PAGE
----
A bank I know of has 50 million lines of COBOL code. The scale of this problem…the press is all about New Jersey right now. Every state is in the same situation. It’s just New Jersey’s governor happened to mention it in a press conference. And it’s a fixable problem! Very fixable! Teach COBOL! It’s simple.

You’re not going to migrate all this code to Java. It’s too risky and too expensive and too unnecessary. That’s not the smart play. IBM makes new mainframe technology all the time. It’s not outdated technology. We need to teach it.

SP: What about a life of making maintenance versus “new development.” That’s another thing I think our communities share. Some people think that when you’re hired as a developer with a predominantly RPG shop, then you’ll be programming maintenance programs all day every day. It’s probably the same perception for COBOL.

CS: Yes, but nothing can be further from the truth. I know a lot of IT managers. They’re having new lines of COBOL written every day. They need functionality. It’s just as easy to write it in COBOL as anything else. Now are there more new lines of COBOL than lines of Java in the world? Probably not. But that doesn’t matter. If you’re a developer, it’s highly unlikely you’ll only ever program in one language. Highly unlikely. You have a toolbox. If you know Java, then COBOL is a walk in the park and vice versa. It’s not either/or. It’s and. We have to keep adding tools to the toolbox. And COBOL is just a tool. It’s a marketable skill. Any of my students graduate with a marketable skill. And that’s a fact.

COBOL may be the scapegoat to a larger problem. The problem is both perception and hardware. The perception problem is easy: education. The more we understand about the value of COBOL, the more developers will learn the language.

Another concern is budget for new hardware. If your state is running COBOL that runs perfectly well under normal circumstances, when things go sideways like now or during the 2008 financial crisis, overloading the systems may be more related to older hardware that just doesn’t have the horsepower to move things along at a reasonable pace. Make no mistake, IBM mainframe is a machine designed for processing ridiculous amounts of transactions per day. But as those workloads increase and years go by, the hardware underneath must be updated and upgraded. Hardware is the foundation of the technology pyramid, no matter what the applications are written on. For the last 25 years, state funding for application development has been on a serious downswing. I can only assume that the same goes for appropriations for server hardware. Either way, we need to ensure that all technology designed to run state and federal infrastructure is modernized regularly. Modernization doesn’t mean replacement. It’s means modernization. It means education. It means building new solutions. It means augmenting critical applications and business investments that have had a 60-year run. And it means a regular hardware refresh.

The technology works. COBOL isn’t the problem. The problem is widespread ignorance of the technology that we all rely on to keep our world running.

And for those about to learn COBOL, we salute you.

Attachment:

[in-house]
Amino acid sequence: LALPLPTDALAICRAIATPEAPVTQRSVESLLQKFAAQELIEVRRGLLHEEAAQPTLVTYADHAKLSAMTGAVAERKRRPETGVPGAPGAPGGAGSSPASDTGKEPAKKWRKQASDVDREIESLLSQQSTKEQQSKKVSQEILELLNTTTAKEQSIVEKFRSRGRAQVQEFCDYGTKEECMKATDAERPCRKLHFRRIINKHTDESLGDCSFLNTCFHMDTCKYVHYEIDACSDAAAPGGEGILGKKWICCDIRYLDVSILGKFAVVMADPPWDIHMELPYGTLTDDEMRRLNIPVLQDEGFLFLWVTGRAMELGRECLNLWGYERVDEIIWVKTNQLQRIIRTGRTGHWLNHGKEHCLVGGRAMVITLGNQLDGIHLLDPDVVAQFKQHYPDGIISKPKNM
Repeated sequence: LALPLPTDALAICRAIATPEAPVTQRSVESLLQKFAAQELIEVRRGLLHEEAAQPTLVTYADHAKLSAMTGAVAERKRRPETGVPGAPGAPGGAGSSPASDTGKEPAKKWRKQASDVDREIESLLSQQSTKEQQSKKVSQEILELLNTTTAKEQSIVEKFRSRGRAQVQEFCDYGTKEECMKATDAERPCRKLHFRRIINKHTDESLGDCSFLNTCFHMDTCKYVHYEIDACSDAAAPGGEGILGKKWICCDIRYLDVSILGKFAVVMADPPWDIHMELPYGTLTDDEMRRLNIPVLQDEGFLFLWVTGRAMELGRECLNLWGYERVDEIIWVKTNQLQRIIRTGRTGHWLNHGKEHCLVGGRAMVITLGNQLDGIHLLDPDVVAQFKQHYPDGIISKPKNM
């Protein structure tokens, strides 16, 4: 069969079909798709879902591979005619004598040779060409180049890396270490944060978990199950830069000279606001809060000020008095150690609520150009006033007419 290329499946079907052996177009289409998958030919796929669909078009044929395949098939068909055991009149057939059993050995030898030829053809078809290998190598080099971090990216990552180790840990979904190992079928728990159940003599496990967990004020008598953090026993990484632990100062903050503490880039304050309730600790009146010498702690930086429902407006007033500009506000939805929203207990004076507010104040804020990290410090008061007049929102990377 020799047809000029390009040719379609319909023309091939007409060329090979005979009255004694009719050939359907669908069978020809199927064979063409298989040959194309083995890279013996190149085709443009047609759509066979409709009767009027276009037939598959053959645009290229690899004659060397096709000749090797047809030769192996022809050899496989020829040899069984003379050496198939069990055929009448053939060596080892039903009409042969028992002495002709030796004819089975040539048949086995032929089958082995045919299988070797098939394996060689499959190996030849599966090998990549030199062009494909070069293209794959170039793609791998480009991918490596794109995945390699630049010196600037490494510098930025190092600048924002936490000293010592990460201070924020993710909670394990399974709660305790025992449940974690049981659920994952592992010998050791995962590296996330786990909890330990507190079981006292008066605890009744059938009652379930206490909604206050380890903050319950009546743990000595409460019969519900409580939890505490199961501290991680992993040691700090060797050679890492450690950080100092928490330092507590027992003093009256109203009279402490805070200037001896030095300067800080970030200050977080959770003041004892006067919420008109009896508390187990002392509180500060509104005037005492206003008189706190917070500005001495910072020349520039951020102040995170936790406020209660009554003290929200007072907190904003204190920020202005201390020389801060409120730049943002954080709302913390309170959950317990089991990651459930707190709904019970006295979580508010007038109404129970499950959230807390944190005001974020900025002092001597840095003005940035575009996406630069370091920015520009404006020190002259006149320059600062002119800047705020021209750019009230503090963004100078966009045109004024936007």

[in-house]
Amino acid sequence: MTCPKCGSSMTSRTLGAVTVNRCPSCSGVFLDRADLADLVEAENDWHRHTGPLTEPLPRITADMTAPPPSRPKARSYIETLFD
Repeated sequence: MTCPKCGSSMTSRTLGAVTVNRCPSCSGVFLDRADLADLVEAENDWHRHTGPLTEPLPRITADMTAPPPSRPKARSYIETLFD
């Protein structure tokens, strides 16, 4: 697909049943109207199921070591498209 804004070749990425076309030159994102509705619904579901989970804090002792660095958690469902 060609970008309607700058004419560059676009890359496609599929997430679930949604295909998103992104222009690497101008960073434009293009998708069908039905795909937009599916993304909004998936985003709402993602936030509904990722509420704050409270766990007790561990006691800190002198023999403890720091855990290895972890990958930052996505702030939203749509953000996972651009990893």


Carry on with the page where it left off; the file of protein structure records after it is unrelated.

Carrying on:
Steve Pitcher
Steve Pitcher works with iTech Solutions, an IBM Premier Business Partner. He is a specialist in IBM i and IBM Power Systems solutions since 2001. Feel free to contact him directly This email address is being protected from spambots. You need JavaScript enabled to view it..


Support MC Press Online

$0.00 Raised:

Book Reviews

Resource Center

  • SB Profound WC 5536 Have you been wondering about Node.js? Our free Node.js Webinar Series takes you from total beginner to creating a fully-functional IBM i Node.js business application. You can find Part 1 here. In Part 2 of our free Node.js Webinar Series, Brian May teaches you the different tooling options available for writing code, debugging, and using Git for version control. Brian will briefly discuss the different tools available, and demonstrate his preferred setup for Node development on IBM i or any platform. Attend this webinar to learn:

  • SB Profound WP 5539More than ever, there is a demand for IT to deliver innovation. Your IBM i has been an essential part of your business operations for years. However, your organization may struggle to maintain the current system and implement new projects. The thousands of customers we've worked with and surveyed state that expectations regarding the digital footprint and vision of the company are not aligned with the current IT environment.

  • SB HelpSystems ROBOT Generic IBM announced the E1080 servers using the latest Power10 processor in September 2021. The most powerful processor from IBM to date, Power10 is designed to handle the demands of doing business in today’s high-tech atmosphere, including running cloud applications, supporting big data, and managing AI workloads. But what does Power10 mean for your data center? In this recorded webinar, IBMers Dan Sundt and Dylan Boday join IBM Power Champion Tom Huntington for a discussion on why Power10 technology is the right strategic investment if you run IBM i, AIX, or Linux. In this action-packed hour, Tom will share trends from the IBM i and AIX user communities while Dan and Dylan dive into the tech specs for key hardware, including: